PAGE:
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    • "NES patients assume that it is necessary to eat in order to return to sleep. When they wake up during the night, they immediately take " a sleeping pill of food " (quoted verbatim) and resume sleep very quickly (approximately three minutes on average) (Spaggiari et al. 1994; Manni, Ratti &Tartara 1997). After a nocturnal ingestion, NES patients are able to fall back to sleep (as with subjects who do not eat anything), but the nocturnal eating reinforces their conviction that sleep is related to food, inducing a " conditioned reflex, " which contributes to the maintenance of the syndrome. "
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    ABSTRACT: The diagnostic criteria for the Night Eating Syndrome (NES) published in 2010 require the presence of two core criteria: evening hyperphagia and/or nocturnal awakenings for ingestion of food and three of five diagnostic descriptors. One of the descriptors is as follows: "The belief that one must eat in order to fall asleep". In this study we evaluated whether this conviction is significantly more prominent in obese individuals suffering from insomnia and nocturnal eating, than among obese patients with insomnia who do not eat at night. Ninety-eight obese subjects afflicted by insomnia were included in this study. Eight were affected by NES, 33 by Binge Eating Disorder (BED), and 13 by both BED and NES. Subjects' insomnia and sleep disturbances were assessed using the Insomnia Severity Index and the Sleep Disturbance Questionnaire. The presence of the belief that one must eat at night in order to sleep was evaluated with the question: "Do you need to eat in order to get back to sleep when you wake up at night?" Patients affected by NES and by both BED and NES were convinced that nocturnal food intake was necessary in order to fall back asleep after a night time awakening. The presence of this belief seemed to be a critical factor in identifying the presence of the Night Eating Syndrome among obese subjects suffering from insomnia.
    Full-text · Article · Dec 2013 · Appetite
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    • "The lack of relationship between BMI and NES in this sample may be due to the relatively young age of the participants. In a study of obese and non-obese night eating individuals, the mean age of those in the non-obese group was lower (Marshall, Allison, O'Reardon, Birketvedt, & Stunkard, 2004) suggesting that NES preceded the onset of obesity (Marshall et al., 2004; Spaggiari et al., 1994). Thus, it is possible that those with NES in the present sample will gain weight in the future. "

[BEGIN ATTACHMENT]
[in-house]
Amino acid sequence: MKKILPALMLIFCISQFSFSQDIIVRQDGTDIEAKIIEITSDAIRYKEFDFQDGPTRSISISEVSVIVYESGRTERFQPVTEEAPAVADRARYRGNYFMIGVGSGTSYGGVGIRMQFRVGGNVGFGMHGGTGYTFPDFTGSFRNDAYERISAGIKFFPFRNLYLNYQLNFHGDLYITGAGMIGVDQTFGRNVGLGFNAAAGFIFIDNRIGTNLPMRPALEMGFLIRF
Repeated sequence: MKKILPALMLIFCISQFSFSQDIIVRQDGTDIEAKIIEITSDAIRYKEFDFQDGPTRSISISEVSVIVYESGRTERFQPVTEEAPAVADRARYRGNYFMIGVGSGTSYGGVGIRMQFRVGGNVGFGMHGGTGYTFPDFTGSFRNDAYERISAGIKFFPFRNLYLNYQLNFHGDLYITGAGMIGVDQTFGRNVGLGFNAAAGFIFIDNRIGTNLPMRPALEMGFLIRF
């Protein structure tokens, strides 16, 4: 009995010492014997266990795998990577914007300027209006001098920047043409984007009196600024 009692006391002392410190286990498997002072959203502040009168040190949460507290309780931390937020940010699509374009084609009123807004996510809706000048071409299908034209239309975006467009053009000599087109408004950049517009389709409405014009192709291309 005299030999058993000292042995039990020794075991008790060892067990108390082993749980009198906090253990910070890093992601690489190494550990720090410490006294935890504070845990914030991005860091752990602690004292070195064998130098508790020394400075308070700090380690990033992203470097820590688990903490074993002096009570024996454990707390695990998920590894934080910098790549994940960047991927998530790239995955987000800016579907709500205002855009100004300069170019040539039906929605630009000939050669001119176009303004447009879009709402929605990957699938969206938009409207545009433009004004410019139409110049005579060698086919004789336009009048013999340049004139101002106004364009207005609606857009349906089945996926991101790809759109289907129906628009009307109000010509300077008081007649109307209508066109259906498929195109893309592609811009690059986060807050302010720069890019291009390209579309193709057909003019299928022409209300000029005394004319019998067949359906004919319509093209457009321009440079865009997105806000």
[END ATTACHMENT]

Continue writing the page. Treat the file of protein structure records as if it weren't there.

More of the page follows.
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    ABSTRACT: The night eating syndrome (NES) consists of evening hyperphagia and/or nocturnal eating and has been associated with depressed mood that worsens in the evening. However, it is not consistently related to elevated BMI. The present study was conducted to examine whether a relationship exists between NES and emotional, external, and restrained eating. BMI and sleep quality were also obtained. A sample of 246 students completed the Night Eating Diagnostic Questionnaire (NEDQ), Night Eating Syndrome History and Inventory (NESHI), Sleep Quality Index (SQI), and Dutch Eating Behavior Questionnaire (DEBQ), containing subscales for emotional, external, and restrained eating. They also provided demographic information, including height and weight. Participants were grouped by severity of NES features using the NEDQ and NESHI: normal, mild night eater, moderate night eater, and full night eater syndrome. MANOVA was used to compare DEBQ subscores for the groups; those in the full syndrome category had significantly higher emotional eating scores and external eating scores than those in the normal and mild categories. There was no difference in restrained eating between the normal and full syndrome groups. Those with moderate and full syndrome NES symptoms also reported significantly lower sleep quality. No significant relationship was found between NES and BMI. The results show that NES is associated with more eating in response to negative mood and in response to food cues.
    Full-text · Article · Aug 2012 · Eating behaviors